A significant portion of youth incarceration in the juvenile justice system results from violations of probation or other court orders. Much of this incarceration is not necessary to protect the safety of the community. Instead, many courts and probation departments respond to “technical” violations of probation – such as missing appointments with probation officers, skipping school, or breaking curfew – by relying on detention and out-of-home placement as a means of holding youth accountable for their actions.
A strong system of “graduated responses” – combining sanctions for violations and incentives for continued progress – can significantly reduce unnecessary incarceration, reduce racial and ethnic disparities, and improve successful probation completion rates and other outcomes for youth under supervision. The Center for Children’s Law and Policy has prepared a new Toolkit designed to help jurisdictions create an effective graduated response system or improve an existing system. The publication collects best practices from jurisdictions around the country that have successfully reduced incarceration for technical violations of probation.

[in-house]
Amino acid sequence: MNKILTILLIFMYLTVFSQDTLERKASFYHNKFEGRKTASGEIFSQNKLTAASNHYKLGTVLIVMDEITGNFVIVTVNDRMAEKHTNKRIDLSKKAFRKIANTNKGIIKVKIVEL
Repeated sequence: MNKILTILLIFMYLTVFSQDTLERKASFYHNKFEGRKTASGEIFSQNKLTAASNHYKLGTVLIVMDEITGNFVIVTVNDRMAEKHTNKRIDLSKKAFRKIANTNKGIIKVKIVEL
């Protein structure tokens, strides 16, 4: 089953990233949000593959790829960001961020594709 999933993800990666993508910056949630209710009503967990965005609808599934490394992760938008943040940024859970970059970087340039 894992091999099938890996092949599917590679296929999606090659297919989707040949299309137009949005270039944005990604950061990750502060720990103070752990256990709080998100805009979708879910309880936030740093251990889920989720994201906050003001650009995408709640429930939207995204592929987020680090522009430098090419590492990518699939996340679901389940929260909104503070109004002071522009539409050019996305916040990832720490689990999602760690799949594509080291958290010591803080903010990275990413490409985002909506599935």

The Toolkit contains:
- An overview of graduated responses, including the research supporting their use;
- A step-by-step roadmap for creating or enhancing a graduated response system;
- Guidance on gathering and using data;
- Staff training materials and hands-on scenarios;
- Guidance on integrating graduated responses into case plans;
- Tools to engage stakeholders; and
- Contacts from the field.
For questions or more information about the Toolkit or its contents, please contact Jason Szanyi at email@example.com or 202-637-0377, extension 108.